Ukraine: Counting the Cost for Construction

30th March 2022

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Scott Smyth, Soben Founder and Group CEO, shares his thoughts on how the ongoing conflict between Russia and Ukraine is affecting the supply chain and cost of materials in the construction industry…

In September 2021, Ukraine’s President Volodymyr Zelensky met with Apple CEO Tim Cook on a visit to the US to talk about building an Apple data center there. Ukraine had high ambitions for the high-tech sector. As well as manufacturing 70% of the world’s neon, used in semiconductors, there, the Ukraine Government had recently launched its Diia City initiative, designed to attract IT companies with a special tax regime.

Just six months later those plans are in turmoil and the terrible destruction in Ukraine is not only affecting neon and semiconductor supplies. Global supply chains are feeling the impact, as existing material shortages and cost pressures are amplified.

With sanctions applied, rocketing crude oil prices, constraints on commodities and disruption to shipping and air routes, the Russian-Ukraine conflict is compounding problems that began during the COVID pandemic. Those leading construction projects must take a fresh and more diligent look at all the links and legs of their supply chains and consider re-addressing contracts and risk allocation.

Rising costs

National lockdowns and supply chain interruptions caused by the pandemic meant that once the world started to operate more normally again, materials shortages and price hikes ensued. In construction markets around the world, tender price inflation of around 5% was par for the course in 2021, sometimes even higher; up to 7.5% in the UK, for instance.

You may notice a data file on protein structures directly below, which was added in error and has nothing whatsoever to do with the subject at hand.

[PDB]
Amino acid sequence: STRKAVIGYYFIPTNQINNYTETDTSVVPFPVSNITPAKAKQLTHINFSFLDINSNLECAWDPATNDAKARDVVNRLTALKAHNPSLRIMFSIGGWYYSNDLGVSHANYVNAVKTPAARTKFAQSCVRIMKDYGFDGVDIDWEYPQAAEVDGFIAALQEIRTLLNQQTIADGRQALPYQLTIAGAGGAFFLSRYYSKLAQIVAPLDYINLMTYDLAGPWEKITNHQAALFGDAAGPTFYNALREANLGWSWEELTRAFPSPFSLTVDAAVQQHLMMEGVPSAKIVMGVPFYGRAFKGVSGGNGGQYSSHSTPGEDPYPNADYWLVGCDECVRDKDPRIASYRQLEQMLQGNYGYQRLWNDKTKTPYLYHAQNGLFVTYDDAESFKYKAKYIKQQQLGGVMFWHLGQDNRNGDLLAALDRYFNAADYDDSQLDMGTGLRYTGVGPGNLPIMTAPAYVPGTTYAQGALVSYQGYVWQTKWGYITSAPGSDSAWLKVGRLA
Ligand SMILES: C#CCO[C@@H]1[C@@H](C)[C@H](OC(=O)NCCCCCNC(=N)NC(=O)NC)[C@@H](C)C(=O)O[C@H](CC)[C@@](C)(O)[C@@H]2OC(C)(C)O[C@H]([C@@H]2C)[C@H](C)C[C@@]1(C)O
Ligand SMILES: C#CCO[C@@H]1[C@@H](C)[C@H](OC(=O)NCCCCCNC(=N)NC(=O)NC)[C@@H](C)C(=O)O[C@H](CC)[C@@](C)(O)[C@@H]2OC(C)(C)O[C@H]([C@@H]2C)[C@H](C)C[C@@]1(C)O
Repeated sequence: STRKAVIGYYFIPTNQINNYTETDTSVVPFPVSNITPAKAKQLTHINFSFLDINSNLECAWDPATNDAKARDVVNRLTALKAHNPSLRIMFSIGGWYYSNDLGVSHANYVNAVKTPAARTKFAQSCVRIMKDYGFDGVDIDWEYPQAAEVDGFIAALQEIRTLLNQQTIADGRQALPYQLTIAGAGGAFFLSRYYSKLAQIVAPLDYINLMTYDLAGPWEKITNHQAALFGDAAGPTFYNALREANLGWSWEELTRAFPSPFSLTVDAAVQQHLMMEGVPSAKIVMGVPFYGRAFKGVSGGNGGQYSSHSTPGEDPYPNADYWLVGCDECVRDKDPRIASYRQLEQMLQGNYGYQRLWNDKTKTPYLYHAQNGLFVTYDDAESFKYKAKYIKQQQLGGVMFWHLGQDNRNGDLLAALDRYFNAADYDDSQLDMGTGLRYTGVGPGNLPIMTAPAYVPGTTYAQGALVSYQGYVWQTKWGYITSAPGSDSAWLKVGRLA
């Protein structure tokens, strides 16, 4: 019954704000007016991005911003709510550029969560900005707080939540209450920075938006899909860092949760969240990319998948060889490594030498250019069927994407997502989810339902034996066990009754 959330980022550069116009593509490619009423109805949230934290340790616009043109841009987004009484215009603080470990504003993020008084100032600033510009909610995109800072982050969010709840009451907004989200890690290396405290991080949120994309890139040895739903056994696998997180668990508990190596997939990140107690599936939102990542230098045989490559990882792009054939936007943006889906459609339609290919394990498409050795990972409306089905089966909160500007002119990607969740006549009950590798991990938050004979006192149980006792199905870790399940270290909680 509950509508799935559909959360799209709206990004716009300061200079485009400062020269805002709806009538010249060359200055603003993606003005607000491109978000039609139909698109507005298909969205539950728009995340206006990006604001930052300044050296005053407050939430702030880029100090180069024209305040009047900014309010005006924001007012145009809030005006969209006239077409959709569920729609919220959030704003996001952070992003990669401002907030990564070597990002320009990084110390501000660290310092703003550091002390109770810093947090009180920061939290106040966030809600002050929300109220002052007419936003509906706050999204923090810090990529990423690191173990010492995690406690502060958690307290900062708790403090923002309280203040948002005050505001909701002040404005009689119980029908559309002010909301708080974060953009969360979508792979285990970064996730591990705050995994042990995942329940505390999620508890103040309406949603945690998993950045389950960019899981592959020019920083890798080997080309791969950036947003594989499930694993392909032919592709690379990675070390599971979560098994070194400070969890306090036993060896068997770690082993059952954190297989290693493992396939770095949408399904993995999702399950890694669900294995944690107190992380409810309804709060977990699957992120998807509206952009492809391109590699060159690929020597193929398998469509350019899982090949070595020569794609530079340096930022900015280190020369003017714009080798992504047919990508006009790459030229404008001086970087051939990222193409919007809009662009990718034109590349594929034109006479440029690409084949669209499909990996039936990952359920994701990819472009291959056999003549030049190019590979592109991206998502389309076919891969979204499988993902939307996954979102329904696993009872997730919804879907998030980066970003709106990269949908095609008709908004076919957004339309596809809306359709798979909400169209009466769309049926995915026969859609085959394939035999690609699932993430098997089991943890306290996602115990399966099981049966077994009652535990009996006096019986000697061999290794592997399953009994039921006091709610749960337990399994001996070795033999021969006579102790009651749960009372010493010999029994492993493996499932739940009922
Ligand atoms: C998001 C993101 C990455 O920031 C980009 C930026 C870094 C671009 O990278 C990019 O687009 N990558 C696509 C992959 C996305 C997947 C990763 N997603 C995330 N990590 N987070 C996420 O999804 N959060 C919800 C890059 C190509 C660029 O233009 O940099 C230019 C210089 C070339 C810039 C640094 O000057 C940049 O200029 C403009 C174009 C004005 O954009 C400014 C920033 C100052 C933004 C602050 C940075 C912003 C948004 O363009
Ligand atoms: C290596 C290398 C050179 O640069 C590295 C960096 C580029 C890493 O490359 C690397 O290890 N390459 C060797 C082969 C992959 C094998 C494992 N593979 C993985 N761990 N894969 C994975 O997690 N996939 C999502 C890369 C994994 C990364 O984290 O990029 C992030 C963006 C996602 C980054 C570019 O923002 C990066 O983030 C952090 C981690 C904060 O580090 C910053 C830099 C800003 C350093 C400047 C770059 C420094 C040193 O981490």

With the situation in Ukraine, prices are rising again. An EU ban on Russian steel products combined with demand that is outstripping supply, is taking its toll; European steel prices are hitting an all-time high. There’s a similar effect in the US, where pig iron from Russia and Ukraine have accounted for 60% of its imports since 2018.

Ukraine and Russia are also important suppliers of other construction materials. As well as neon, Ukraine is a major producer of uranium, titanium, manganese, iron, and mercury ores. Russia controls around 10% of global copper reserves and is a significant producer of platinum and nickel alongside aluminium and lithium.

Since Russia supplies 30% of Europe’s gas and 35% of its natural gas, it is no surprise that the price of Brent crude oil has been rising since the conflict began. Shipping rates have risen and, if there are more military movements in the Black Sea, that will only continue.

As well as increasing the cost of transporting materials and products, rising energy costs will also lead to hikes in energy-intensive materials such as bricks, plasterboard, and glass. Prices of products derived from oil, such as plastics and bitumen, will follow on behind crude’s trajectory.

Dig deeper

Shortages or weaknesses in any part of a supply chain will cause waves up and down that chain. Contractors have already been caught out by pandemic-induced materials price inflation leading to insolvencies such as Midas in the UK and Probuild and ConDev in Australia.

Project leaders should take a risk-based approach to identifying those weak spots in supply chains. The first step should be to revisit due diligence with an in-depth look at supply chains – and their supply chain – to identify potential problems caused by raw materials shortages, rising prices, sanctions, or supply routes.

Where risks are identified, look at ways to mitigate them. This could include finding different sources for products or materials, perhaps closer to home, or resequencing elements of a project or programme. Involve suppliers earlier where possible so that danger points can be identified, and alterative solutions considered.

Take a realistic view of construction costs and risk allocation and consider revisiting contracts. Using a tender price submitted in Q4 last year in Q2 this year could introduce more risk to programme and budget. Beware of tender prices that come in significantly lower than others; those bidders could be either unaware or desperate to generate turnover; neither is desirable.

Finally, it is important to act now. Plan ahead to lessen the impact of the blows that will almost inevitably come. Think about how disputes will be handled and resolved, introduce robust risk management process which include regular reviews of mitigation strategies, and consider how to better support valued supply chain members; insolvencies are costly and disruptive for everyone.